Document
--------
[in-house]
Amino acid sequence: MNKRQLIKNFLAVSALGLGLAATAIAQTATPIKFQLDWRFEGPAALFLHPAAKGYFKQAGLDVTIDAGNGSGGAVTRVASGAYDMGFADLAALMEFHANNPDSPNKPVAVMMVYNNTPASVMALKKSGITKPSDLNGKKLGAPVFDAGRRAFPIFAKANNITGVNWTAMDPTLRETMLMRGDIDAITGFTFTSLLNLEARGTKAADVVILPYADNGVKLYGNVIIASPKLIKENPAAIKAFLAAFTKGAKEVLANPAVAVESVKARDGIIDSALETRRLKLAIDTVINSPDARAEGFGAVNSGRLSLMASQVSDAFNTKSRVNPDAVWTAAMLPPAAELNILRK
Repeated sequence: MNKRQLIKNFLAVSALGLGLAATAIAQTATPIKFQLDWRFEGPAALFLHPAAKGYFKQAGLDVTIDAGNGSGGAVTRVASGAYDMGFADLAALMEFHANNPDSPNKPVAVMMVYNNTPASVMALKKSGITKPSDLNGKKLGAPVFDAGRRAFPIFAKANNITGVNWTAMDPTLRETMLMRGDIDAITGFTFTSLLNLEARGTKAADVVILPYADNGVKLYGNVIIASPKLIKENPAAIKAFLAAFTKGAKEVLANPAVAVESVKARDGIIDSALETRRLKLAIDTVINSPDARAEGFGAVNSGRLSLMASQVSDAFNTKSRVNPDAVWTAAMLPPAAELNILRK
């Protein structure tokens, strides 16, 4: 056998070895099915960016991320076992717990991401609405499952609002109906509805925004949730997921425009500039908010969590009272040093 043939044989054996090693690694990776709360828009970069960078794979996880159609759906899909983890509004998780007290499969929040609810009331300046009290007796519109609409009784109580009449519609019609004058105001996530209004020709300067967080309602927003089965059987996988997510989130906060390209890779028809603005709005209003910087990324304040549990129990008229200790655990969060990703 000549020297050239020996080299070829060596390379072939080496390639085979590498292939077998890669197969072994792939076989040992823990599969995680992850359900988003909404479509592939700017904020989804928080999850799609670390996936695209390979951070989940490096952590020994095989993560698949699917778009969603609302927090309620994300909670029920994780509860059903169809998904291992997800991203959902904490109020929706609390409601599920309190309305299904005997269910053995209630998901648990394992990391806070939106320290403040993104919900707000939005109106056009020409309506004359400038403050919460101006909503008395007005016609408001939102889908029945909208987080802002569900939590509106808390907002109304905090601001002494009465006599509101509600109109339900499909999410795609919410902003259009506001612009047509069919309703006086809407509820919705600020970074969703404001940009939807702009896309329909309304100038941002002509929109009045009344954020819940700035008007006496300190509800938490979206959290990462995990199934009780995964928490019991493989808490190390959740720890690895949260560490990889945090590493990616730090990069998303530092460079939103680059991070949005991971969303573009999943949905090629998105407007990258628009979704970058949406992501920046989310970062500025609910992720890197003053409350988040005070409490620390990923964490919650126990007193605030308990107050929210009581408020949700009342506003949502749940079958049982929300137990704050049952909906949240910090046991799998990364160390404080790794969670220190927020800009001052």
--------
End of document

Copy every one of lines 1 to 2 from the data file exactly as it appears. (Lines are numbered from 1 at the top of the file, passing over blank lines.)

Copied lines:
[in-house]
Amino acid sequence: MNKRQLIKNFLAVSALGLGLAATAIAQTATPIKFQLDWRFEGPAALFLHPAAKGYFKQAGLDVTIDAGNGSGGAVTRVASGAYDMGFADLAALMEFHANNPDSPNKPVAVMMVYNNTPASVMALKKSGITKPSDLNGKKLGAPVFDAGRRAFPIFAKANNITGVNWTAMDPTLRETMLMRGDIDAITGFTFTSLLNLEARGTKAADVVILPYADNGVKLYGNVIIASPKLIKENPAAIKAFLAAFTKGAKEVLANPAVAVESVKARDGIIDSALETRRLKLAIDTVINSPDARAEGFGAVNSGRLSLMASQVSDAFNTKSRVNPDAVWTAAMLPPAAELNILRK